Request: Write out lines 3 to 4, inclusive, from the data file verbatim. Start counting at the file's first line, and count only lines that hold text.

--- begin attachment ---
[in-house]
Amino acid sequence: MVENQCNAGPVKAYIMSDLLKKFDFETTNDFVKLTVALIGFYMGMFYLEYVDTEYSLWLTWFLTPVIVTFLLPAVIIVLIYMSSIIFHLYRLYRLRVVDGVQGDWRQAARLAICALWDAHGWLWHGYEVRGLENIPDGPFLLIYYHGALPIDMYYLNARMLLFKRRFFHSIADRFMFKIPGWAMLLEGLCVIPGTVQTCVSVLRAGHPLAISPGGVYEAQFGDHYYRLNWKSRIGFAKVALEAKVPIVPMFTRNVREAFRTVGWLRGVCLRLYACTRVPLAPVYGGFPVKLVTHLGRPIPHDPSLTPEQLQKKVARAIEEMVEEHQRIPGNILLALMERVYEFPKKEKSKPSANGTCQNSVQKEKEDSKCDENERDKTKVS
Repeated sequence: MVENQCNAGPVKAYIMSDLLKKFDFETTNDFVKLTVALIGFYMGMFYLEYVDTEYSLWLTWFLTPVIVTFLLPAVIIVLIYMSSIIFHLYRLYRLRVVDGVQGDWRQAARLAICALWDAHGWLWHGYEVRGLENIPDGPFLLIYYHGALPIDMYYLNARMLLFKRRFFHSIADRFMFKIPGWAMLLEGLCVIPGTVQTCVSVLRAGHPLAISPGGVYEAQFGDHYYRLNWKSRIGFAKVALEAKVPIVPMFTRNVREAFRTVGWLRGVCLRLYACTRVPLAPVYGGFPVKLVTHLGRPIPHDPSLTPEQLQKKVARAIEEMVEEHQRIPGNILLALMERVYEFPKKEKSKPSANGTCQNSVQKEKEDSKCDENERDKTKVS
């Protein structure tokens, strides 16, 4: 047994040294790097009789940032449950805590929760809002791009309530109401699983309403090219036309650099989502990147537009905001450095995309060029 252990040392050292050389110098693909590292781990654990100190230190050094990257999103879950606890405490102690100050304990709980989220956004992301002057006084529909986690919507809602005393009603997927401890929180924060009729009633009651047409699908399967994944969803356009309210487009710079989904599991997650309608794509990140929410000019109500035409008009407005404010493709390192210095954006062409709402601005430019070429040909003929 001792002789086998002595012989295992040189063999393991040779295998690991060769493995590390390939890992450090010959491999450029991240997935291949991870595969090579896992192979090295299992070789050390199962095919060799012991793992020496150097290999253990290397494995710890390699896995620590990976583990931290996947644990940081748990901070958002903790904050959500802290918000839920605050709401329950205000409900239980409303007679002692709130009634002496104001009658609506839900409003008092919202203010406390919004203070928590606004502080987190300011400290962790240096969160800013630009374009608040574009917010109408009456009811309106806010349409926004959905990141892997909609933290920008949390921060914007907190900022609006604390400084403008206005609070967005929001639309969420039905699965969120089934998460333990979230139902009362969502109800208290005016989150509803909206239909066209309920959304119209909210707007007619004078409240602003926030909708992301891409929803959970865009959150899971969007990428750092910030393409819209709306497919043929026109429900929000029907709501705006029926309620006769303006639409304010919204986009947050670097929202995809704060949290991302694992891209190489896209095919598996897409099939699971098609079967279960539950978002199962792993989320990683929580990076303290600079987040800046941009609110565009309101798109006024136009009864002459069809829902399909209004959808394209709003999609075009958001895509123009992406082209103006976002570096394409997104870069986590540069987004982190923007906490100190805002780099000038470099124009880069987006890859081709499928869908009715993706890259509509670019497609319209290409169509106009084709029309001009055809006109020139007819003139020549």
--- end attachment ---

Repeated sequence: MVENQCNAGPVKAYIMSDLLKKFDFETTNDFVKLTVALIGFYMGMFYLEYVDTEYSLWLTWFLTPVIVTFLLPAVIIVLIYMSSIIFHLYRLYRLRVVDGVQGDWRQAARLAICALWDAHGWLWHGYEVRGLENIPDGPFLLIYYHGALPIDMYYLNARMLLFKRRFFHSIADRFMFKIPGWAMLLEGLCVIPGTVQTCVSVLRAGHPLAISPGGVYEAQFGDHYYRLNWKSRIGFAKVALEAKVPIVPMFTRNVREAFRTVGWLRGVCLRLYACTRVPLAPVYGGFPVKLVTHLGRPIPHDPSLTPEQLQKKVARAIEEMVEEHQRIPGNILLALMERVYEFPKKEKSKPSANGTCQNSVQKEKEDSKCDENERDKTKVS
């Protein structure tokens, strides 16, 4: 047994040294790097009789940032449950805590929760809002791009309530109401699983309403090219036309650099989502990147537009905001450095995309060029 252990040392050292050389110098693909590292781990654990100190230190050094990257999103879950606890405490102690100050304990709980989220956004992301002057006084529909986690919507809602005393009603997927401890929180924060009729009633009651047409699908399967994944969803356009309210487009710079989904599991997650309608794509990140929410000019109500035409008009407005404010493709390192210095954006062409709402601005430019070429040909003929 001792002789086998002595012989295992040189063999393991040779295998690991060769493995590390390939890992450090010959491999450029991240997935291949991870595969090579896992192979090295299992070789050390199962095919060799012991793992020496150097290999253990290397494995710890390699896995620590990976583990931290996947644990940081748990901070958002903790904050959500802290918000839920605050709401329950205000409900239980409303007679002692709130009634002496104001009658609506839900409003008092919202203010406390919004203070928590606004502080987190300011400290962790240096969160800013630009374009608040574009917010109408009456009811309106806010349409926004959905990141892997909609933290920008949390921060914007907190900022609006604390400084403008206005609070967005929001639309969420039905699965969120089934998460333990979230139902009362969502109800208290005016989150509803909206239909066209309920959304119209909210707007007619004078409240602003926030909708992301891409929803959970865009959150899971969007990428750092910030393409819209709306497919043929026109429900929000029907709501705006029926309620006769303006639409304010919204986009947050670097929202995809704060949290991302694992891209190489896209095919598996897409099939699971098609079967279960539950978002199962792993989320990683929580990076303290600079987040800046941009609110565009309101798109006024136009009864002459069809829902399909209004959808394209709003999609075009958001895509123009992406082209103006976002570096394409997104870069986590540069987004982190923007906490100190805002780099000038470099124009880069987006890859081709499928869908009715993706890259509509670019497609319209290409169509106009084709029309001009055809006109020139007819003139020549």